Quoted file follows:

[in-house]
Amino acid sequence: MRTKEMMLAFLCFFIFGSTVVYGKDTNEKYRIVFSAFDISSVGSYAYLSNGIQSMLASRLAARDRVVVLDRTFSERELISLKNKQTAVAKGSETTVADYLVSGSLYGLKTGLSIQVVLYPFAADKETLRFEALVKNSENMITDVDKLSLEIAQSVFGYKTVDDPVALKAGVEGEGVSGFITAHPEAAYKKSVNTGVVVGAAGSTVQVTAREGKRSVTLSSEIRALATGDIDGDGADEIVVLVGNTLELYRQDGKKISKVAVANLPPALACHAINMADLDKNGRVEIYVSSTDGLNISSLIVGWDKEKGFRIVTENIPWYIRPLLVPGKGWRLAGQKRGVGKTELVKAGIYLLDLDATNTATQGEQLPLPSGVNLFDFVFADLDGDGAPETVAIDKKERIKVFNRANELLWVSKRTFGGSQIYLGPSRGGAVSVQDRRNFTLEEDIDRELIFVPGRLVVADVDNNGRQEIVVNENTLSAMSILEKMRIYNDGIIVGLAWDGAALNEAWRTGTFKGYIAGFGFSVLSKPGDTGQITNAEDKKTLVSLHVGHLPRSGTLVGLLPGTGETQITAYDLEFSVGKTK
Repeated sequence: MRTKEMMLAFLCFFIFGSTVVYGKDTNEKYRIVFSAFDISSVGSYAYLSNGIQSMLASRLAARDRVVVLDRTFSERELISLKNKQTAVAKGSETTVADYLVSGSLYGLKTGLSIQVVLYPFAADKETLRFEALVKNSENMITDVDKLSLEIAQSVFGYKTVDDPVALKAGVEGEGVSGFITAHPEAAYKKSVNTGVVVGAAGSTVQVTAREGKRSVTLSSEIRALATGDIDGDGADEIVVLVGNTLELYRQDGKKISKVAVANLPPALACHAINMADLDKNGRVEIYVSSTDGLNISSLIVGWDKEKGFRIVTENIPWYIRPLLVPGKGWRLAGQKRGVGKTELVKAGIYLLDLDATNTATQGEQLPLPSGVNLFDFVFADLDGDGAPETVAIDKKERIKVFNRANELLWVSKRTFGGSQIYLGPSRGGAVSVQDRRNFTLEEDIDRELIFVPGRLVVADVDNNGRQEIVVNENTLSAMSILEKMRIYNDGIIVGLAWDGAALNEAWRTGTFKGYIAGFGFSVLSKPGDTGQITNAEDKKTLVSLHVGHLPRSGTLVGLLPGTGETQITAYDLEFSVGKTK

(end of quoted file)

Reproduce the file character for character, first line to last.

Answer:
[in-house]
Amino acid sequence: MRTKEMMLAFLCFFIFGSTVVYGKDTNEKYRIVFSAFDISSVGSYAYLSNGIQSMLASRLAARDRVVVLDRTFSERELISLKNKQTAVAKGSETTVADYLVSGSLYGLKTGLSIQVVLYPFAADKETLRFEALVKNSENMITDVDKLSLEIAQSVFGYKTVDDPVALKAGVEGEGVSGFITAHPEAAYKKSVNTGVVVGAAGSTVQVTAREGKRSVTLSSEIRALATGDIDGDGADEIVVLVGNTLELYRQDGKKISKVAVANLPPALACHAINMADLDKNGRVEIYVSSTDGLNISSLIVGWDKEKGFRIVTENIPWYIRPLLVPGKGWRLAGQKRGVGKTELVKAGIYLLDLDATNTATQGEQLPLPSGVNLFDFVFADLDGDGAPETVAIDKKERIKVFNRANELLWVSKRTFGGSQIYLGPSRGGAVSVQDRRNFTLEEDIDRELIFVPGRLVVADVDNNGRQEIVVNENTLSAMSILEKMRIYNDGIIVGLAWDGAALNEAWRTGTFKGYIAGFGFSVLSKPGDTGQITNAEDKKTLVSLHVGHLPRSGTLVGLLPGTGETQITAYDLEFSVGKTK
Repeated sequence: MRTKEMMLAFLCFFIFGSTVVYGKDTNEKYRIVFSAFDISSVGSYAYLSNGIQSMLASRLAARDRVVVLDRTFSERELISLKNKQTAVAKGSETTVADYLVSGSLYGLKTGLSIQVVLYPFAADKETLRFEALVKNSENMITDVDKLSLEIAQSVFGYKTVDDPVALKAGVEGEGVSGFITAHPEAAYKKSVNTGVVVGAAGSTVQVTAREGKRSVTLSSEIRALATGDIDGDGADEIVVLVGNTLELYRQDGKKISKVAVANLPPALACHAINMADLDKNGRVEIYVSSTDGLNISSLIVGWDKEKGFRIVTENIPWYIRPLLVPGKGWRLAGQKRGVGKTELVKAGIYLLDLDATNTATQGEQLPLPSGVNLFDFVFADLDGDGAPETVAIDKKERIKVFNRANELLWVSKRTFGGSQIYLGPSRGGAVSVQDRRNFTLEEDIDRELIFVPGRLVVADVDNNGRQEIVVNENTLSAMSILEKMRIYNDGIIVGLAWDGAALNEAWRTGTFKGYIAGFGFSVLSKPGDTGQITNAEDKKTLVSLHVGHLPRSGTLVGLLPGTGETQITAYDLEFSVGKTK